I can't always articulate what it is like to be a worker, writhing in muted panic in the net of late capitalism. But I have found a fine outlet in Business Fish, a surreal family of sticker sets on Facebook Messenger, which I use to illustrate many of my exchanges.
Business Fish has struck a nerve since his introduction last year: he has many vocal fans (3200+ on his Facebook page) and he's been profiled in the mainstream news. Inspired by the Shinto belief that divinity resides in animals, his creator—an artist at Tokyo-based studio Quan, Inc.—gave him a pink fish head capping a human body in a boxy blue suit that, in today's workplace fashion parlance, reads as "male business casual."
At first glance, Business Fish seems like a composite of Gordon Gekko and Jordan Belfort, ruthless hunters of success, profit and glamor. Closer examination of his sixteen, hyper-expressive graphics reveals a more complex narrative.
He wakes in shock, sweaty, the sun at his head. He gets caught in a subway turnstile. He struggles, briefcase in hand, coughing and shaking, knees buckling. After a setback, he slumps in shame against a wall. He bows, and weeps, and clenches his fists in rage. He grovels on the ground, possibly begging for the privilege of working another day.
Created with Japanese office culture in mind, but meant to represent office workers worldwide, Business Fish is a pressure-crushed employee, shot through with anxiety and anguish. If, as Sianne Ngai argues, strong emotions, particularly dysphoric ones, are "the psychic fuel on which capitalist society runs," Business Fish is a resource burning at both ends.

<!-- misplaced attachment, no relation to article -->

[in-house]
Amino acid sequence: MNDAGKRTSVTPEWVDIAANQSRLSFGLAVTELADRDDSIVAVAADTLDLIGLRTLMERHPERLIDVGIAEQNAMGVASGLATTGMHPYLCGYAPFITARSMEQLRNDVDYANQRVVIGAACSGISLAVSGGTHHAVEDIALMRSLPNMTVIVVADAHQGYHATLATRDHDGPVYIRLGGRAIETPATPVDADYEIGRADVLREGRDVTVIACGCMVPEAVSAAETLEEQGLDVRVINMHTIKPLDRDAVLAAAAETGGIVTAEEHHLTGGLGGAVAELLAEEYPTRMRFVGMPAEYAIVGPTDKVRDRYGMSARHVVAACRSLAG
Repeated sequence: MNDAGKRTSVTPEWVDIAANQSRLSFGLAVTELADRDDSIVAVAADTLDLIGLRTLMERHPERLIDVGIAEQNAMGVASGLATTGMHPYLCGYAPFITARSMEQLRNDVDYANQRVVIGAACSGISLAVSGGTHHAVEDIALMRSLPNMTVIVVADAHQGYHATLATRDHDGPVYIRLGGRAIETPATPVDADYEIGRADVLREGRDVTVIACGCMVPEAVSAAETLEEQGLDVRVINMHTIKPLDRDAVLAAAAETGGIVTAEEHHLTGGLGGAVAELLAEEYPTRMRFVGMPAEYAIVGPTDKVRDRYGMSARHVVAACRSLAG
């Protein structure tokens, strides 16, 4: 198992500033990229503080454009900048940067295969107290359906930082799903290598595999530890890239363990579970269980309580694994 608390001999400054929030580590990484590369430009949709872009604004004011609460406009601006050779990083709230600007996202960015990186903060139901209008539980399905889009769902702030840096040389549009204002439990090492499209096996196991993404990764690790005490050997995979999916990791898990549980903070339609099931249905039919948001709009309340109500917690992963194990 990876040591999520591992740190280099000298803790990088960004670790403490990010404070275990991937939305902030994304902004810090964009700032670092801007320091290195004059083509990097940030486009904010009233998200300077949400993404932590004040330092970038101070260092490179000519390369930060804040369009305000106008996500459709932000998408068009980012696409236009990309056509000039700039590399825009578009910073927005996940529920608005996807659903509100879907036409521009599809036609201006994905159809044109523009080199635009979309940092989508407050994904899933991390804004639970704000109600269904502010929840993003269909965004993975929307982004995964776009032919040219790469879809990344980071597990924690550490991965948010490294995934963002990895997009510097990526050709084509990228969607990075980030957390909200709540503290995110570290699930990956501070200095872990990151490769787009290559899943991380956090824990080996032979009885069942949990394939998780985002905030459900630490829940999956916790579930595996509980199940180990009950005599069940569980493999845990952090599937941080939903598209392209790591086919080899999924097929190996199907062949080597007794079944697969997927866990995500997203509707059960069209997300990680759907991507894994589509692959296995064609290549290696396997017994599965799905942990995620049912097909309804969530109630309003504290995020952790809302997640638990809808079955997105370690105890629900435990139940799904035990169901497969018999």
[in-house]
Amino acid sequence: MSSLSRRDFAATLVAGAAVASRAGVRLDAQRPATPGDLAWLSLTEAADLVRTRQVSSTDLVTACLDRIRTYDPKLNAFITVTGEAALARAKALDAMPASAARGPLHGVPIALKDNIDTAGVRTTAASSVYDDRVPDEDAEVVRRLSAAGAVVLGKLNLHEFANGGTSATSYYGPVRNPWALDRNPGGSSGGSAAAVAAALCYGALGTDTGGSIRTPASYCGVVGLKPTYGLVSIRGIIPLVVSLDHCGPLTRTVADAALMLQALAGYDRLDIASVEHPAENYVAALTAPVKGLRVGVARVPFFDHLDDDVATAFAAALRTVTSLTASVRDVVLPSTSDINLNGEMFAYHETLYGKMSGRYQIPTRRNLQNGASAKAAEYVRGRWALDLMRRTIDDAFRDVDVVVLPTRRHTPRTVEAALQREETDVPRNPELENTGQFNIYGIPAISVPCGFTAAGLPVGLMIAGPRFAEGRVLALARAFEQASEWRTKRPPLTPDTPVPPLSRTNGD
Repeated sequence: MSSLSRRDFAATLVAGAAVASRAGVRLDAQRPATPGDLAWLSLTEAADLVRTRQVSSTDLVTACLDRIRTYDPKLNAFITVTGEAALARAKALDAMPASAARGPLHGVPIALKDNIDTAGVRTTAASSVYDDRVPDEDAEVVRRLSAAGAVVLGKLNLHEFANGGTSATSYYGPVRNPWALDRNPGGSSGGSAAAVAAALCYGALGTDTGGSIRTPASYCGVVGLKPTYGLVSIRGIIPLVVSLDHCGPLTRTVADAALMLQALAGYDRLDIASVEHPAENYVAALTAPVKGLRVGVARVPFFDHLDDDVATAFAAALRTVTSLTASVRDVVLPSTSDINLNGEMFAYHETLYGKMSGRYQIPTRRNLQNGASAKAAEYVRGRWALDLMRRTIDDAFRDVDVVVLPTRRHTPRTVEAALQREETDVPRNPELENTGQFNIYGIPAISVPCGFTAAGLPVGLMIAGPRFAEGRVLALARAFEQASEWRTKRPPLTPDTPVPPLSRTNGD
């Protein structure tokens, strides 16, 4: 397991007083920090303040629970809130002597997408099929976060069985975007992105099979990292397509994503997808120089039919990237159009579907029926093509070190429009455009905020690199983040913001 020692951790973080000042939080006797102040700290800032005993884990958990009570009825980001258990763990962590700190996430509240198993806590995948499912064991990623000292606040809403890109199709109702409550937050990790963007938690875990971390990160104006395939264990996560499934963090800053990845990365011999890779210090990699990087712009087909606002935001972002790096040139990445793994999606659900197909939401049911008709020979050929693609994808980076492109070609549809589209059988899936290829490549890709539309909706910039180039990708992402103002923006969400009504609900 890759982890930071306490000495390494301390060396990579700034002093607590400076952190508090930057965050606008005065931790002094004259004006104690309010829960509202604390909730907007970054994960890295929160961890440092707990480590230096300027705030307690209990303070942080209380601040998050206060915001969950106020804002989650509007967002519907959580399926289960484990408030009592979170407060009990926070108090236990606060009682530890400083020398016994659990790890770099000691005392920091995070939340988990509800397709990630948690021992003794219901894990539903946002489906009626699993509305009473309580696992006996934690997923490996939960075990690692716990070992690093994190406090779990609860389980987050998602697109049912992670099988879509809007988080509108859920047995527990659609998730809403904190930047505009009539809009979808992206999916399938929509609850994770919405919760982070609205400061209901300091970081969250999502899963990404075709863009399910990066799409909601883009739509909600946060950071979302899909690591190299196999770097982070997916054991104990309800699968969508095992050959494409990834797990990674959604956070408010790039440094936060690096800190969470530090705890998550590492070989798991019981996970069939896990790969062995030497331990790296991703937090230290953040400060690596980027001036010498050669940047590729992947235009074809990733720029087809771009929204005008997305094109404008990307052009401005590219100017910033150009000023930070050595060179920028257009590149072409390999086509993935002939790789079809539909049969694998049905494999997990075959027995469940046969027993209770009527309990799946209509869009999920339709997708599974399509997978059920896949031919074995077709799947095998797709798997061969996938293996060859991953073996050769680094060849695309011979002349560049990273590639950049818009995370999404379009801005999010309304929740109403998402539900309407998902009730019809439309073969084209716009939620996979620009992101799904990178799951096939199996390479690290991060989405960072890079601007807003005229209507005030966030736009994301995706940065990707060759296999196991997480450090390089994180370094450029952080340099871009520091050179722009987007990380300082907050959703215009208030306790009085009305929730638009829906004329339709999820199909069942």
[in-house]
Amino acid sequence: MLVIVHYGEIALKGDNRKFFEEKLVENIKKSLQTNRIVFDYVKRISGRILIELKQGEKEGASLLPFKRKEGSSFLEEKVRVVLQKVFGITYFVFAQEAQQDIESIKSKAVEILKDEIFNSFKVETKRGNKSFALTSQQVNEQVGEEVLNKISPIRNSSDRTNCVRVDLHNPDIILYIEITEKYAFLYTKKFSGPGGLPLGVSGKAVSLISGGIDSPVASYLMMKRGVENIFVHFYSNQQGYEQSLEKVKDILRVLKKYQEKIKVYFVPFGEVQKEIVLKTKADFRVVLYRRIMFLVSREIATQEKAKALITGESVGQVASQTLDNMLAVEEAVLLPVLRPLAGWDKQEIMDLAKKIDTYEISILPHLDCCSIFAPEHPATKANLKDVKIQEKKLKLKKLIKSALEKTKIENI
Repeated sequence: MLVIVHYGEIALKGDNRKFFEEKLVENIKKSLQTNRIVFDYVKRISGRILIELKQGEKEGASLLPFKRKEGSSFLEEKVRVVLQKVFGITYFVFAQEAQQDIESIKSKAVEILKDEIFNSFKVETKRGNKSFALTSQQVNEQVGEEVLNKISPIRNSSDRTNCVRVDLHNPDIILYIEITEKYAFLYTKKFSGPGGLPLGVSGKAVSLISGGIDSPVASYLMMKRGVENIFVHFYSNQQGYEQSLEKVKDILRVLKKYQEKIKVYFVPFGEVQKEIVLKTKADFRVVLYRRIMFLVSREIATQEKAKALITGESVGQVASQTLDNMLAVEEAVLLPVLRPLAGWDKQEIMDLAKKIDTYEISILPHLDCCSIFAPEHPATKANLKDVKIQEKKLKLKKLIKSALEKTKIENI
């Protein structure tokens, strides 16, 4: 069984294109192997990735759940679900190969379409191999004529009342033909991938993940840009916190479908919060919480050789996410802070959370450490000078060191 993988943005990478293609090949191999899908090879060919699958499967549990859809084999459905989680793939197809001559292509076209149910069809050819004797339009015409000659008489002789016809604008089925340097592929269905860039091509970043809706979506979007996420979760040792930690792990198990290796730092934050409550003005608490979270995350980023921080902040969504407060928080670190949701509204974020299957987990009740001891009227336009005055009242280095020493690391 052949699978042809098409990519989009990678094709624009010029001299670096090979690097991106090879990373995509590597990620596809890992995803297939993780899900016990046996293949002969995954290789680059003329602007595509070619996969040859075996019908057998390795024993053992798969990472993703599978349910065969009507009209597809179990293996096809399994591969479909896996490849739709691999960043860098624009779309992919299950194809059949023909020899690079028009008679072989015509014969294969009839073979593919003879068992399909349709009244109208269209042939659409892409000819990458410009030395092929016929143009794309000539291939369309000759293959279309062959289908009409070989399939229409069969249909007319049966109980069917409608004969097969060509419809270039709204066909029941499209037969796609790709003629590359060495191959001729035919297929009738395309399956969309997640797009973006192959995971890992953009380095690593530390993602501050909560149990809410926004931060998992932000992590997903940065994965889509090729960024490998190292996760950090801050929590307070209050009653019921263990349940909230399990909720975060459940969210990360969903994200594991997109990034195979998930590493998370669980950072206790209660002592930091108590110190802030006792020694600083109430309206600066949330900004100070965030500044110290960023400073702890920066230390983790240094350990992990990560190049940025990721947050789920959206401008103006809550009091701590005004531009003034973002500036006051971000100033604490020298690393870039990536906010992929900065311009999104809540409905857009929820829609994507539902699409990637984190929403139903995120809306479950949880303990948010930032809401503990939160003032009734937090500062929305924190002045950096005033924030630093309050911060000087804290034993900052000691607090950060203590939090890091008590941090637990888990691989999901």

Though he is designed to have a generally "upbeat" tone, his happiness, his positive valences, are tempered. He tensely presents a cake to a coworker, possibly to increase his social capital. He plots, alone, at a bar. When he celebrates a win, he is just as alone.
These images are pretty dark, for Facebook stickers. They work on two levels: one, they can help users mediate personal emotion, expressing untidy frustrations with one's colleagues and managers without words. Two, they serve as commentary on an administered universe, in which the ability to manage, control and perform emotion is a commodifiable skill.
Business Fish offers a diagram for the management of emotional capital. As Paolo Virno suggests, affects like insecurity over competition and fear over one's position "haunt the workday like a mood that cannot be escaped." These moods are, again per Ngai, "reconfigured into professional ideals," to be adaptable, to push through on a project, to compete during overtime. These ideals grease along the economic system.
Channeling emotion into professional productivity makes us more marketable, as it does for Business Fish. Since the extreme pressure of self-management has consequences, his efforts can't always be perfectly contained. His triumphs become more and more unhinged: in one image, he laughs wildly, fists raised. In the next, his head is thrown back, his eyes are pupil-less and he is backlit by flames. The quarter's results are in: emotional carnage is just the cost of doing business.